5:12 And all the devils besought him, saying, Send us into the swine, that we may enter into them.
5:13 And forthwith Jesus gave them leave. And the unclean spirits went out, and entered into the swine: and the herd ran violently down a steep place into the sea, (they were about two thousand;) and were choked in the sea.
5:14 And they that fed the swine fled, and told it in the city, and in the country. And they went out to see what it was that was done.
5:15 And they come to Jesus, and see him that was possessed with the devil, and had the legion, sitting, and clothed, and in his right mind: and they were afraid. Comments:
This passage tells of the healing by Jesus of a man who had many demons. In modern times we may wonder about what demon possession was really about. But regardless of our conclusions, there are many parallels between someone with demon possession and how we can act in our addictive behaviors. Verse 5:5 tells of the man crying and cutting himself with stones day and night. If we have gone very far into our addictive behaviors we most likely have found ourselves crying and hating ourselves afterwards for what we have done. The hatred may even have gone as far as cutting or doing bodily harm to ourselves in one way or another. It may go on day and night, having no end to the addictive behavior until we finally collapse in sheer exhaustion. And when we get up from the sleep of exhaustion the addictive behavior may take over again until exhaustion, creating an utterly self-destructive form of living. Also, we see in verses 5:3 and 5:4 about the incredible strength of this man. In our addictive behaviors with our adrenalin rushing through us, we also can often have a physical strength beyond our normal day to day strength. This may even be a source of pride and one reason that we turn to our addictive behavior, to have a feeling of strength or empowerment that we normally cannot find within ourselves. The lie of the addiction is, of course, that when we are through with our addictive behavior then we are usually weaker overall than before, having exhausted our strength or goodwill from others in often daredevil or foolhardy schemes that bring us no lasting good and often destruction. In verses 5:6 and 5:7 we see the answer to this man's dilemma. By God's grace this demon possessed man has the sense to run and worship Jesus. Whether it was the demons within this man or the man himself, there was an acknowledgement of Jesus' position as the "Son of the most high God". Following this, Jesus yielded His power over the man's demons and by verse 5:15 we see that this man had been returned to his right mind. So from the 12 step perspective, one might say that this passage covers steps 1 through 3. The last phrase in verse 15 is very telling also. Instead of rejoicing with this man that he had been delivered, the towns people "were afraid". So it may be also as we turn from our addictive habits. Instead of support and appreciation it may be that others shun us or are afraid of us, especially those who somehow benefit from our addiction (e.g., fellow addicts). This should not deter us from moving forward. In the context of the 12 step program, going forward would mean creating an inventory, the 4th step. In the case of this demon possessed man, an inventory would remind him strongly what he had been delivered from and help motivate him to never return to that state of being again.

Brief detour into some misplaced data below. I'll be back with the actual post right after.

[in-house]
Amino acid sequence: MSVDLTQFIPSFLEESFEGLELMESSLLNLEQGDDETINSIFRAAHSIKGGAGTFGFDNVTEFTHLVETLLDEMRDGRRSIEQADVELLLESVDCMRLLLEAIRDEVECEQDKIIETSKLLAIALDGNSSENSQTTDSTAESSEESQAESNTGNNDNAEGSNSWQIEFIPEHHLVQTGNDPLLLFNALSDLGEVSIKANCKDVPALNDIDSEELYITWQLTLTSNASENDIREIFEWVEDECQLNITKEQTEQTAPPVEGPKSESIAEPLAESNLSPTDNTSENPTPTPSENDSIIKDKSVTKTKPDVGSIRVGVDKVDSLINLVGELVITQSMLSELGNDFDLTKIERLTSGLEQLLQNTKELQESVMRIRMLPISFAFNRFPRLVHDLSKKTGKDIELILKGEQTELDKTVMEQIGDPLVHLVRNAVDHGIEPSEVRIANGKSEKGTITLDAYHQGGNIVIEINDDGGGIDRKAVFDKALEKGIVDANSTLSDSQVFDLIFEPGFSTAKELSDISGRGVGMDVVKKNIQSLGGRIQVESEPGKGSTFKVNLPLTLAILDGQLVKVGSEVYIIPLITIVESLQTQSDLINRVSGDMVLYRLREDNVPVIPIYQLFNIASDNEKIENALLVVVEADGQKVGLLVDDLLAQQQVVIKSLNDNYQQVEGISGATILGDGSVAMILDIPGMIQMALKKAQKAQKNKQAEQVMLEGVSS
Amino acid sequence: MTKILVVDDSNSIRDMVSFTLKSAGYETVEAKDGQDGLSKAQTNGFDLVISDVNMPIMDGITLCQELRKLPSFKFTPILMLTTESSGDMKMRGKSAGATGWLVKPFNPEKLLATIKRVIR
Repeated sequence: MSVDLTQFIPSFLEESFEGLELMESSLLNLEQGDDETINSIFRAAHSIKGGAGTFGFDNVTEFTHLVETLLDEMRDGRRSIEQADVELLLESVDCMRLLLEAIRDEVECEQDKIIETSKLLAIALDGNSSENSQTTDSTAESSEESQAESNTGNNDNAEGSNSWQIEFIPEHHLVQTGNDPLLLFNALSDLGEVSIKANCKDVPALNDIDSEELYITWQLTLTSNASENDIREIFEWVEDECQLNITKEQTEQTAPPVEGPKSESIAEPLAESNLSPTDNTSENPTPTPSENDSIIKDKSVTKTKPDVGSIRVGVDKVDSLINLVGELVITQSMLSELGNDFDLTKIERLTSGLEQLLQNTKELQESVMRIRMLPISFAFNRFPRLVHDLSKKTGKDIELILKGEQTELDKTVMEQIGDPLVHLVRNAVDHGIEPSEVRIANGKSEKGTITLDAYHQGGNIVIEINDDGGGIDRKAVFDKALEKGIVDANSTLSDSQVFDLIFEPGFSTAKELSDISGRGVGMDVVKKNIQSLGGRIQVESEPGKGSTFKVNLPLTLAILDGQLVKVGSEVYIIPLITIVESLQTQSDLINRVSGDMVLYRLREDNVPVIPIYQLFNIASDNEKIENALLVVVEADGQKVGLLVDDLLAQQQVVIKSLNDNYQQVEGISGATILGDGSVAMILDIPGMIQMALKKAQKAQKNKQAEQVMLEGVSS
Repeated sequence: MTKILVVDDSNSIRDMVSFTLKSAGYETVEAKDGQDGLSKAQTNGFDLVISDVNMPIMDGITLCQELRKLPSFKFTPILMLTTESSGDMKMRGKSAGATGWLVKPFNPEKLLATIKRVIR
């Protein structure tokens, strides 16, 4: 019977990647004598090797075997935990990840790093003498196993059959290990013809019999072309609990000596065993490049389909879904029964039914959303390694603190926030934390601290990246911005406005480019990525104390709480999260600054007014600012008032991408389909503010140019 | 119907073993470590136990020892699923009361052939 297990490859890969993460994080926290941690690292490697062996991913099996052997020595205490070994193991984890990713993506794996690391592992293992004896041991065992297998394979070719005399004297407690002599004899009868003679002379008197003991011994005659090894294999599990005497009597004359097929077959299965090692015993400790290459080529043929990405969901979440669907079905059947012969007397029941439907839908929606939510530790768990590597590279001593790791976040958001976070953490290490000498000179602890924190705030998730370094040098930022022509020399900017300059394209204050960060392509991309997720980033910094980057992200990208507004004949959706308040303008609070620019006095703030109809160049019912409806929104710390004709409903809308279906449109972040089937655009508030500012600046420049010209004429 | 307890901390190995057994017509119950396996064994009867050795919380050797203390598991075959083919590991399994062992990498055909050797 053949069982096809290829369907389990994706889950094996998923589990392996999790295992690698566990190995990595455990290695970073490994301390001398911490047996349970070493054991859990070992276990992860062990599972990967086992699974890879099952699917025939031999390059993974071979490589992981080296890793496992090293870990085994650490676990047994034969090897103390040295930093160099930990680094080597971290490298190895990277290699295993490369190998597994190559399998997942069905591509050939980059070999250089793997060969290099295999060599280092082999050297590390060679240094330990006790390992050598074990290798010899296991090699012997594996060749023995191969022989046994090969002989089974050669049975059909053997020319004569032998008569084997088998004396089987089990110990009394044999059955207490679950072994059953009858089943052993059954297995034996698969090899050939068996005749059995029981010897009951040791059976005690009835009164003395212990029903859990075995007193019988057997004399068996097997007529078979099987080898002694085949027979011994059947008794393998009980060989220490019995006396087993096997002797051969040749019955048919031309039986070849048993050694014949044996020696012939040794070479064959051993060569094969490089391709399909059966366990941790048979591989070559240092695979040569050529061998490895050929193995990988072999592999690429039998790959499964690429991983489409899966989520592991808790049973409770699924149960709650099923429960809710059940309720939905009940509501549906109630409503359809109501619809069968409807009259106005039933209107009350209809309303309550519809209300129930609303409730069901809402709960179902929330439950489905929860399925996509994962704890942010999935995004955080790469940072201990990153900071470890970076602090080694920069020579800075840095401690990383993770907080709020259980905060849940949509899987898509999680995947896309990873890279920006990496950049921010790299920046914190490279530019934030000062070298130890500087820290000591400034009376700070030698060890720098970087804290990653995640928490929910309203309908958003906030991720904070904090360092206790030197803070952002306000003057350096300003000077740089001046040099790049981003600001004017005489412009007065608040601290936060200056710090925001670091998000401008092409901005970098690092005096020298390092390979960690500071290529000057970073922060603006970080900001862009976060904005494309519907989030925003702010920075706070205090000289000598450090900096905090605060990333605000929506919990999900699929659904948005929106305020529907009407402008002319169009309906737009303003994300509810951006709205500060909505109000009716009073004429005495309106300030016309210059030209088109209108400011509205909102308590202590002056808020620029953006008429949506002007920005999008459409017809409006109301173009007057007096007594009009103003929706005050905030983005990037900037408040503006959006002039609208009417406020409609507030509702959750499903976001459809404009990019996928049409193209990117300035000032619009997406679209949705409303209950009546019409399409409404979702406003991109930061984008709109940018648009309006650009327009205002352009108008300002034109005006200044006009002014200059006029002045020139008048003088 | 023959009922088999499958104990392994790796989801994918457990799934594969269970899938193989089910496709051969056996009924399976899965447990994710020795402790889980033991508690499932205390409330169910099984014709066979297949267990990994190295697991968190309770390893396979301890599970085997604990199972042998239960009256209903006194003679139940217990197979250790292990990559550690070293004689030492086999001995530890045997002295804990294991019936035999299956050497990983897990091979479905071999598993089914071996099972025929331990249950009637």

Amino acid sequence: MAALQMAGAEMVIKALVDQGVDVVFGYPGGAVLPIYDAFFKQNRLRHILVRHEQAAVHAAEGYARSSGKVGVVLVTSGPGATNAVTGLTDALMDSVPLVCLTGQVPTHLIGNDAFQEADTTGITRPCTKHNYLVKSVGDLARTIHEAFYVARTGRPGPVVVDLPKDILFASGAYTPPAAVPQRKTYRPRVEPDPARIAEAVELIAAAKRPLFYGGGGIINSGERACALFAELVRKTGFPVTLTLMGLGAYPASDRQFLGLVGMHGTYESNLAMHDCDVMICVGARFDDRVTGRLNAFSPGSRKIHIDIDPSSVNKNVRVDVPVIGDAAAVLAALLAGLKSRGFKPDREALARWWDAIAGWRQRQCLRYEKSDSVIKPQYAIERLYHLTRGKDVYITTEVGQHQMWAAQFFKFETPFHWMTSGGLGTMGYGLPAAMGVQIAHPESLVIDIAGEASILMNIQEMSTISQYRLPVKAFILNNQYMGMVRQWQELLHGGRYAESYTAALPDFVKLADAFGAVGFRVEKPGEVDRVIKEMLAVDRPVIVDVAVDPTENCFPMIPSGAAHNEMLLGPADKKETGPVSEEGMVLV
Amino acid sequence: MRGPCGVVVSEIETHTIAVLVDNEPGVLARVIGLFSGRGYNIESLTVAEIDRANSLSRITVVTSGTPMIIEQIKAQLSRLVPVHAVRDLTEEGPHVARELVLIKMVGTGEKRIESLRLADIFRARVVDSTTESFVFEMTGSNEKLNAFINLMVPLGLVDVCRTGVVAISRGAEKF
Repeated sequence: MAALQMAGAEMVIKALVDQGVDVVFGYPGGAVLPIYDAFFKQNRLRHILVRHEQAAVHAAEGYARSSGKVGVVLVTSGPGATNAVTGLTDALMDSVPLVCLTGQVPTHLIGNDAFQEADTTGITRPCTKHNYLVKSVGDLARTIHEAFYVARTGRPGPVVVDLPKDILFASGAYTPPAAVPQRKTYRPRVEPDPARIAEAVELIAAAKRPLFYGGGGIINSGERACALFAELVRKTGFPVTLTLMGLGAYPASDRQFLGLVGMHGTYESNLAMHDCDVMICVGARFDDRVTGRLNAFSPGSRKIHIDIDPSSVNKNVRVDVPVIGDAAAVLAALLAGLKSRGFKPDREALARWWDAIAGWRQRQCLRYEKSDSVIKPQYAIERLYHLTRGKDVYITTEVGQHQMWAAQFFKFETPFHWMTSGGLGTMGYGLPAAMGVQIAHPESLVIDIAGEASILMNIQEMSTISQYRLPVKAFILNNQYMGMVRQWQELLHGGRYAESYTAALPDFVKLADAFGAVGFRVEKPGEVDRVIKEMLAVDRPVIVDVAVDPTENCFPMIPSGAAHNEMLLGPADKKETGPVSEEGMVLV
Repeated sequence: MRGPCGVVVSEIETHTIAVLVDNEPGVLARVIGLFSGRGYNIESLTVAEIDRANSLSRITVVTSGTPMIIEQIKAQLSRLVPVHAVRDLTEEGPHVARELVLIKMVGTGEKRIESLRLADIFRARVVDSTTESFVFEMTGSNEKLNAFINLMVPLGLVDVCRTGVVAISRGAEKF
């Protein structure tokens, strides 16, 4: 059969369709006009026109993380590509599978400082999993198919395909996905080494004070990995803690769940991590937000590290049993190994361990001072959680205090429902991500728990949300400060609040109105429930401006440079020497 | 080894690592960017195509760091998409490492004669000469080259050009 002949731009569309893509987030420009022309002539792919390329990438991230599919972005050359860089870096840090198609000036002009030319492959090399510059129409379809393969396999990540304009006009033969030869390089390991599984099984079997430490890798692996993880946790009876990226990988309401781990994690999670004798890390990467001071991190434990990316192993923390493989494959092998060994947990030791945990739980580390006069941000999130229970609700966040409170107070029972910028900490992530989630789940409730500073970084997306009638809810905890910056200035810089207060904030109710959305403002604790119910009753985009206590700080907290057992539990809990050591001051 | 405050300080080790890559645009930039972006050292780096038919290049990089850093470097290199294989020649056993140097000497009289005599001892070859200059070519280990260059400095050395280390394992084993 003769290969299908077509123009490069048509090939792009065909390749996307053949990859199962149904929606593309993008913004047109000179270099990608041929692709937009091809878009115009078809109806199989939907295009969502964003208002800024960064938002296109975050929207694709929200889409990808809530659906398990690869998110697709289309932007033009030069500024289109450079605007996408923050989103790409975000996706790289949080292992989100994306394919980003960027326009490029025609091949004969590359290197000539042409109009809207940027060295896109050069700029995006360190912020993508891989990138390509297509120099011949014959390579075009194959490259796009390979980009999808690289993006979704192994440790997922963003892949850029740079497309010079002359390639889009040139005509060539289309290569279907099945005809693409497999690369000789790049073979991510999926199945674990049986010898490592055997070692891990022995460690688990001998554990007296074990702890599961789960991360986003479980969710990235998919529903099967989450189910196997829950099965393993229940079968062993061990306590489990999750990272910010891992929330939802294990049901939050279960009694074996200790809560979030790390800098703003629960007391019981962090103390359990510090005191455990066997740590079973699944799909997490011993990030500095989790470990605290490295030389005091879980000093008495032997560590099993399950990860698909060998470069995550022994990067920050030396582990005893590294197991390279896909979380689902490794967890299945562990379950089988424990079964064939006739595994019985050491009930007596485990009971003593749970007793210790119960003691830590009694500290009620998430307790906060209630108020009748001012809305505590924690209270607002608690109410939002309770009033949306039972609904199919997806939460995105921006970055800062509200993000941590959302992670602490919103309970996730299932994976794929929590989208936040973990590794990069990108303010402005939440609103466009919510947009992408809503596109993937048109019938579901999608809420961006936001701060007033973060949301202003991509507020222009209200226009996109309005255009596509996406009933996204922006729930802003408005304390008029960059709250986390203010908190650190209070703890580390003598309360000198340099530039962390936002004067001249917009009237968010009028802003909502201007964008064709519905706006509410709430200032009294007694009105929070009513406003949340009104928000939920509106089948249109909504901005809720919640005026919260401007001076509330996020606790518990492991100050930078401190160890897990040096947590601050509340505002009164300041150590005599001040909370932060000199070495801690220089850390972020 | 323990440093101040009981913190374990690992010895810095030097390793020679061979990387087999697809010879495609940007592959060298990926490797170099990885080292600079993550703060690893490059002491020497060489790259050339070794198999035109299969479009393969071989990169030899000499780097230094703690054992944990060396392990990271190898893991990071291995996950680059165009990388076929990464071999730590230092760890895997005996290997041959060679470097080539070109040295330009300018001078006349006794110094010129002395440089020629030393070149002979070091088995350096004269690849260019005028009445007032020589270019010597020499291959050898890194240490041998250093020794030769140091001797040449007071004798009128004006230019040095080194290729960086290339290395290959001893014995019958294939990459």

Romans 7:18-23
7:18 For I know that in me (that is, in my flesh,) dwelleth no good thing: for to will is present with me; but how to perform that which is good I find not.
7:19 For the good that I would I do not: but the evil which I would not, that I do.
7:20Now if I do that I would not, it is no more I that do it, but sin that dwelleth in me.
7:21 I find then a law, that, when I would do good, evil is present with me.
7:22 For I delight in the law of God after the inward man:
7:23 But I see another law in my members, warring against the law of my mind, and bringing me into captivity to the law of sin which is in my members. Comments:
This is a classic passage that tells of how the apostle Paul was ultimately powerless over the sin in his life apart from the power of God. He had the will to do what is right, but at the same time he also had the inclination to do what brought him into the "captivity of sin". In the facing of our addiction and the taking of our first step, we also become aware of how powerless we are over the sin of our addictive behaviors. We realize that no matter how strongly we might will or want ourselves to be a certain way, to do a certain thing or to not do a certain thing, then we find that we are not able to carry through with that in a consistent manner. We find ourselves back to the same old self-destructive behaviors that we have grown accustomed to, that have become so much a part of our lives. In our "flesh", we are not able to carry through on staying away from our addictive behaviors, even though we may want to and know at some level how self-destructive they are. We have been powerless over our addictive behaviors and our life has become unmanageable.